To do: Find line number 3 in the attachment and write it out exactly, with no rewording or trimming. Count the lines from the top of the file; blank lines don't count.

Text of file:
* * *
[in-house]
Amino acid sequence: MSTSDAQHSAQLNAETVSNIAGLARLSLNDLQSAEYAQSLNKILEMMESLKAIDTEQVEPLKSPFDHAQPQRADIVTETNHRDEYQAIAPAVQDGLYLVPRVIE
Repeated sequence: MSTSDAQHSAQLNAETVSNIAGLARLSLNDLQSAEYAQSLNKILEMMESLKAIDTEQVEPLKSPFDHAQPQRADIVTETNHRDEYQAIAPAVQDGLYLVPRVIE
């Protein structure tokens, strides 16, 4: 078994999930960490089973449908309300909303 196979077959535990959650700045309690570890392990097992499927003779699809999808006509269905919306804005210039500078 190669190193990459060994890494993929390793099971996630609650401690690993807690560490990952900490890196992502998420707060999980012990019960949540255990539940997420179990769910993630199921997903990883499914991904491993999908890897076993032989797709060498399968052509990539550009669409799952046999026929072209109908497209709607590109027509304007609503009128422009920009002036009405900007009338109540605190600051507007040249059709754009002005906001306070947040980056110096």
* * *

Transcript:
Repeated sequence: MSTSDAQHSAQLNAETVSNIAGLARLSLNDLQSAEYAQSLNKILEMMESLKAIDTEQVEPLKSPFDHAQPQRADIVTETNHRDEYQAIAPAVQDGLYLVPRVIE